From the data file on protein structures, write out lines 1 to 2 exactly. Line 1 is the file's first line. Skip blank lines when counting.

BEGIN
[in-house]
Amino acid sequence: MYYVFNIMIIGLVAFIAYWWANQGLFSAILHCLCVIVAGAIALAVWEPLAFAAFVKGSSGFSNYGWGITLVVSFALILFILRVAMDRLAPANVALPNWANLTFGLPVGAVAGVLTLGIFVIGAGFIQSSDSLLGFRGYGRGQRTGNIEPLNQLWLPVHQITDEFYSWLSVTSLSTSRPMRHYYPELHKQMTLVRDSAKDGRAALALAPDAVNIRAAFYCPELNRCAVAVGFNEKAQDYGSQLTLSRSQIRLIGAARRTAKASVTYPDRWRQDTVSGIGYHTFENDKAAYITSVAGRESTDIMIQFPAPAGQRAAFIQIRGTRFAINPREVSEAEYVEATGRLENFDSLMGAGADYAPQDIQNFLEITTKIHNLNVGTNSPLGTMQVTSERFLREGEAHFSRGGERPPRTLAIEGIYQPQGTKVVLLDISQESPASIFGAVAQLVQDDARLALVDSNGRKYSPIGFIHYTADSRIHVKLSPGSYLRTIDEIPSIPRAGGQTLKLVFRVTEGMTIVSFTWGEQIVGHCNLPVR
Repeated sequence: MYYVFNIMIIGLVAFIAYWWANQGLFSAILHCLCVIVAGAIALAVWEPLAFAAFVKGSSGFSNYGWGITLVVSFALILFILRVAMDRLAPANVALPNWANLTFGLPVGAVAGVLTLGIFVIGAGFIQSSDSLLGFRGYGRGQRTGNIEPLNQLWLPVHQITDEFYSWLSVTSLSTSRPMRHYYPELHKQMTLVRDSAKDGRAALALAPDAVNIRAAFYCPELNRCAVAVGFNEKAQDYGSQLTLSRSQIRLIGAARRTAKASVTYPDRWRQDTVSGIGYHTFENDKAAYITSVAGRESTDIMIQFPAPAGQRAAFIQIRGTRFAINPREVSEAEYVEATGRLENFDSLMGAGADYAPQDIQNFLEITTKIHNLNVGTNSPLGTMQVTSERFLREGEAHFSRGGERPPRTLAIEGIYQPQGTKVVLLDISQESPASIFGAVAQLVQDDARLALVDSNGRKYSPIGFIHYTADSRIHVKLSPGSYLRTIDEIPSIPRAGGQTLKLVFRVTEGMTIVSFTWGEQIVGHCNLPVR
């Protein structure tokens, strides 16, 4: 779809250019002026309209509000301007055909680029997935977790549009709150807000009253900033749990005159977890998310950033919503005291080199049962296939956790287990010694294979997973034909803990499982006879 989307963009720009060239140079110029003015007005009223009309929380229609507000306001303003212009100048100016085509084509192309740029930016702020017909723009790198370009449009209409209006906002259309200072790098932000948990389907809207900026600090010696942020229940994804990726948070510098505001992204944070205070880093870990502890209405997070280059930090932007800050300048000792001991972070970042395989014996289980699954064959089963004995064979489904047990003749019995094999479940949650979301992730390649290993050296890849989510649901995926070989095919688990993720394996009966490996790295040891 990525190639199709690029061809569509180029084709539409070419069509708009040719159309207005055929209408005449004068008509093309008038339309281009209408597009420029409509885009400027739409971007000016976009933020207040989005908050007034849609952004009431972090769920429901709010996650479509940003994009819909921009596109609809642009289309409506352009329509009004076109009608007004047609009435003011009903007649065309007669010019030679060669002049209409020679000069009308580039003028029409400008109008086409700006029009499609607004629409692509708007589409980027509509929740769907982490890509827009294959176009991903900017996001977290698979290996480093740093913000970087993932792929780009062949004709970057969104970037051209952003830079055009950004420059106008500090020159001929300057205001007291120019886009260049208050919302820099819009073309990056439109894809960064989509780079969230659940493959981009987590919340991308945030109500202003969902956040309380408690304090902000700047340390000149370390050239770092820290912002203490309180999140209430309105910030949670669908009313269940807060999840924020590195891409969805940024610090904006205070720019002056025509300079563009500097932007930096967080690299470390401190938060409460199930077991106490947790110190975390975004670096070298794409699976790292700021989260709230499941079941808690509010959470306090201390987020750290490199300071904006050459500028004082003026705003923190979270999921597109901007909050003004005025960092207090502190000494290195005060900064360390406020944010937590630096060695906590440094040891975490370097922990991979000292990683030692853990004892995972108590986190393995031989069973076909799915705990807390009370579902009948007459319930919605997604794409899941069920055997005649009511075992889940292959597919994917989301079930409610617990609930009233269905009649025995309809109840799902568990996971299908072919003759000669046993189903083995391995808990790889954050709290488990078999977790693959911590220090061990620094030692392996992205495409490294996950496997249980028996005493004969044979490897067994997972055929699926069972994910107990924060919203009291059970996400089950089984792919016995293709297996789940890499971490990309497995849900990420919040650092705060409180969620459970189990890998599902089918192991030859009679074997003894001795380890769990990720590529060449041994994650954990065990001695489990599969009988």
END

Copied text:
[in-house]
Amino acid sequence: MYYVFNIMIIGLVAFIAYWWANQGLFSAILHCLCVIVAGAIALAVWEPLAFAAFVKGSSGFSNYGWGITLVVSFALILFILRVAMDRLAPANVALPNWANLTFGLPVGAVAGVLTLGIFVIGAGFIQSSDSLLGFRGYGRGQRTGNIEPLNQLWLPVHQITDEFYSWLSVTSLSTSRPMRHYYPELHKQMTLVRDSAKDGRAALALAPDAVNIRAAFYCPELNRCAVAVGFNEKAQDYGSQLTLSRSQIRLIGAARRTAKASVTYPDRWRQDTVSGIGYHTFENDKAAYITSVAGRESTDIMIQFPAPAGQRAAFIQIRGTRFAINPREVSEAEYVEATGRLENFDSLMGAGADYAPQDIQNFLEITTKIHNLNVGTNSPLGTMQVTSERFLREGEAHFSRGGERPPRTLAIEGIYQPQGTKVVLLDISQESPASIFGAVAQLVQDDARLALVDSNGRKYSPIGFIHYTADSRIHVKLSPGSYLRTIDEIPSIPRAGGQTLKLVFRVTEGMTIVSFTWGEQIVGHCNLPVR